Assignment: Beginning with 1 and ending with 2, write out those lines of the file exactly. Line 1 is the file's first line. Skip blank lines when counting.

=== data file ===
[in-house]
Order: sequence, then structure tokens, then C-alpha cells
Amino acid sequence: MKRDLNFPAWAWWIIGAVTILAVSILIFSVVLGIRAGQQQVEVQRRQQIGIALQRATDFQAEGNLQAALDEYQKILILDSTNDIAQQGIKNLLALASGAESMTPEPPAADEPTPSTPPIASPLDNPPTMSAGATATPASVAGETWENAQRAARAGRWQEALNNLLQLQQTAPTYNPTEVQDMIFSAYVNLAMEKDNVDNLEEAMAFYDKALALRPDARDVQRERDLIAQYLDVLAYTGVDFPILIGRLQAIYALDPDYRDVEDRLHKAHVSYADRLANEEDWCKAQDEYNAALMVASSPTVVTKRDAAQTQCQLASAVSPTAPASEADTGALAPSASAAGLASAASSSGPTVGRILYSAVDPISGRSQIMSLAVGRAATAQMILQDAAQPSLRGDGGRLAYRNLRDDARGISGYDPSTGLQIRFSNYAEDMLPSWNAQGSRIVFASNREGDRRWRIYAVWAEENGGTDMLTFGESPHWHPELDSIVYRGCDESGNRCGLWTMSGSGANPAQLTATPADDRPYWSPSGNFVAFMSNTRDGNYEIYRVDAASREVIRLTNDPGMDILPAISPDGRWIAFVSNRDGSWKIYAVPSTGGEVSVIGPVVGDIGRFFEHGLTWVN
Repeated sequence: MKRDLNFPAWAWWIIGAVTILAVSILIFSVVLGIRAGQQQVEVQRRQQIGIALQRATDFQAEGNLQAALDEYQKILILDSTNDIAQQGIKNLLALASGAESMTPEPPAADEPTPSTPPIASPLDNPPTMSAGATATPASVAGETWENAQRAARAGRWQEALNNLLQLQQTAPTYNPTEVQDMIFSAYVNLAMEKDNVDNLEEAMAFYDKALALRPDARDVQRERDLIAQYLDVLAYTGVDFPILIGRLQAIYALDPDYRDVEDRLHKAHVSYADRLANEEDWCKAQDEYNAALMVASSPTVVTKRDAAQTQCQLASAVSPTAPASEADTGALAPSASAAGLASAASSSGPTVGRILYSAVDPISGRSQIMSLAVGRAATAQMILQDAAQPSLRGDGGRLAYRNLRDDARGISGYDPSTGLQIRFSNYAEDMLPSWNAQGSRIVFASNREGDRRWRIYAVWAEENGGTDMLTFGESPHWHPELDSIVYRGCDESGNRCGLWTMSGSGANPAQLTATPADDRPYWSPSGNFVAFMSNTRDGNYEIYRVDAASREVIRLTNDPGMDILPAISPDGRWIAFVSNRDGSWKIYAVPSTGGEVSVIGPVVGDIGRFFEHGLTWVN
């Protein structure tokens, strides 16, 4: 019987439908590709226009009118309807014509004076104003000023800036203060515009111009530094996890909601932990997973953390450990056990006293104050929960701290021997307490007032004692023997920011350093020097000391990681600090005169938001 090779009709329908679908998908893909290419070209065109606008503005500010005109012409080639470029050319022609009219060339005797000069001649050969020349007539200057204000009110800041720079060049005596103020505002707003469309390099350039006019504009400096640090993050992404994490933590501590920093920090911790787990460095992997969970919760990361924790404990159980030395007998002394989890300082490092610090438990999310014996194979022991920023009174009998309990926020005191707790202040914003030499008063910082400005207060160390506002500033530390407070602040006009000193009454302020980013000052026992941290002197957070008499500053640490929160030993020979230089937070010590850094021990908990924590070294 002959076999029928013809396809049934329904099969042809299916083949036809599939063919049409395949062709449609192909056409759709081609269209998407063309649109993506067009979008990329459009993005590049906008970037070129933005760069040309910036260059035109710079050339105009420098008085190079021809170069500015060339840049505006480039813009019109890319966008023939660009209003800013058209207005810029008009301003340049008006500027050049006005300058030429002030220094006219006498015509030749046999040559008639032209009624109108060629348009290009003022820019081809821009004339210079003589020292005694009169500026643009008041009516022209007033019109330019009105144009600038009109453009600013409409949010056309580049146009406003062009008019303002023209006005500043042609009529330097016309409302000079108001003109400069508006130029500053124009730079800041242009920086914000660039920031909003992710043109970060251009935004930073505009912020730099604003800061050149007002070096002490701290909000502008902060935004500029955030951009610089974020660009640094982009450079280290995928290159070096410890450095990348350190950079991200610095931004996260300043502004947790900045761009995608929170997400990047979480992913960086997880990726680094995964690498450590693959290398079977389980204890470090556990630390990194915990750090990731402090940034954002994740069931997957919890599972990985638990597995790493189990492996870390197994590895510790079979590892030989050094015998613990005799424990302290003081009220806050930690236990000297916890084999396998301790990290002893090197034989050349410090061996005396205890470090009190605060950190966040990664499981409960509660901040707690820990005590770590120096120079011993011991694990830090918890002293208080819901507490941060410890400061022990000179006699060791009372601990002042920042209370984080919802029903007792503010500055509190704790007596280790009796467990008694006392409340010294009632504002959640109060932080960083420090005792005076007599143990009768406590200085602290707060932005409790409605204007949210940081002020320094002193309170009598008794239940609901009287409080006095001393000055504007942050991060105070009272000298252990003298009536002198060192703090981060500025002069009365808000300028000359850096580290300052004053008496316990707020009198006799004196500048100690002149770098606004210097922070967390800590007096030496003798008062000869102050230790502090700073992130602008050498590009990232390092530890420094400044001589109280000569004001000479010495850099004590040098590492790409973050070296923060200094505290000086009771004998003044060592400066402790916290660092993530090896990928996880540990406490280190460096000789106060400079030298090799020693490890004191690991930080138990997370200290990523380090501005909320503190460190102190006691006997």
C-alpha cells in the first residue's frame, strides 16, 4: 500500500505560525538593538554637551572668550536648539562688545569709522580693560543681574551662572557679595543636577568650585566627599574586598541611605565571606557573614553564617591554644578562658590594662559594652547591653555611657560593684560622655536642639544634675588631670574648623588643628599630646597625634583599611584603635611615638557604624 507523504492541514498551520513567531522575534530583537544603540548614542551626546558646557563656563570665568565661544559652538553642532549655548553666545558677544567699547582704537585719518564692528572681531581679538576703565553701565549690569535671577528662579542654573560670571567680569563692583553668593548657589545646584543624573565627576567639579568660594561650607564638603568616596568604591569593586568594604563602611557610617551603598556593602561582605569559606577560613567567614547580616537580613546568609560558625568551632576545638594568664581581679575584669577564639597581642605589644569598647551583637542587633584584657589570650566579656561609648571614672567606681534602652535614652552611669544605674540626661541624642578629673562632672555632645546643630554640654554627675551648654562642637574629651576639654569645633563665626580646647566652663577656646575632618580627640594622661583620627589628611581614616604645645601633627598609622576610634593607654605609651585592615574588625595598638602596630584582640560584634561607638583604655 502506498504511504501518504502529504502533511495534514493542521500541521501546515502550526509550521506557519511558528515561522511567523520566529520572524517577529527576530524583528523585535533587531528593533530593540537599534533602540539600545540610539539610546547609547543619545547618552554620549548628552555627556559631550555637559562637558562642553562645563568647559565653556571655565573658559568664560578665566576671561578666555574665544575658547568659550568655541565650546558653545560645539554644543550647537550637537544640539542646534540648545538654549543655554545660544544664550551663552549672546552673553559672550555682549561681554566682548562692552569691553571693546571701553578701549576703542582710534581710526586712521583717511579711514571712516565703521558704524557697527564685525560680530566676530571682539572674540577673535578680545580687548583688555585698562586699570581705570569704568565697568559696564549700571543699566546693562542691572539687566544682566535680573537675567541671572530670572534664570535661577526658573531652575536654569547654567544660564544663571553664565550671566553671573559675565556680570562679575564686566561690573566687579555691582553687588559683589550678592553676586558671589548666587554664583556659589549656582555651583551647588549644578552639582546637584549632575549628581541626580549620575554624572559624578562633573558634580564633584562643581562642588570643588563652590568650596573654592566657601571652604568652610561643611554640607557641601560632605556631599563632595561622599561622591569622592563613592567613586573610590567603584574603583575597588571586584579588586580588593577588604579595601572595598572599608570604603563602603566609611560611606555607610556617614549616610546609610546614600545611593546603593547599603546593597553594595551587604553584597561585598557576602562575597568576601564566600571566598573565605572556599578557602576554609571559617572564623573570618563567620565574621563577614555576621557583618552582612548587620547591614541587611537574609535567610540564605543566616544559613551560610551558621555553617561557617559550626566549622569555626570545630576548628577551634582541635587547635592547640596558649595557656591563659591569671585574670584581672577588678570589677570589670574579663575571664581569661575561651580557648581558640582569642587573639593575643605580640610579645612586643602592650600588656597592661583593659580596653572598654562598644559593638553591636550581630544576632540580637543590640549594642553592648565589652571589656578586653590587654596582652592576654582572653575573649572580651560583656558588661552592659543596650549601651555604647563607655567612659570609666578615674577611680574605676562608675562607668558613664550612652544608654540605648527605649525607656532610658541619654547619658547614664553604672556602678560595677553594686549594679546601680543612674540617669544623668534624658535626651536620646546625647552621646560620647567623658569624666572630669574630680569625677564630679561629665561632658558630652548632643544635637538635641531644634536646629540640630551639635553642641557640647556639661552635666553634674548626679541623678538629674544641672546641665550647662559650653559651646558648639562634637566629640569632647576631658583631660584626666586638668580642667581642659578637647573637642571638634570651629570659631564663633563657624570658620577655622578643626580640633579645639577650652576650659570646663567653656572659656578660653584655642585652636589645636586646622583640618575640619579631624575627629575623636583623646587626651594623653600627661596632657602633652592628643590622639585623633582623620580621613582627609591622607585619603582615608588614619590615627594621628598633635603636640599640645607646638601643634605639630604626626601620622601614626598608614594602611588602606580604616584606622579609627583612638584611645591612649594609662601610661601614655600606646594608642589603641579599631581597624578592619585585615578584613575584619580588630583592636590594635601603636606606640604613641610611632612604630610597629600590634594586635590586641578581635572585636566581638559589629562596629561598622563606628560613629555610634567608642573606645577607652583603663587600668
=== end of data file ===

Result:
[in-house]
Order: sequence, then structure tokens, then C-alpha cells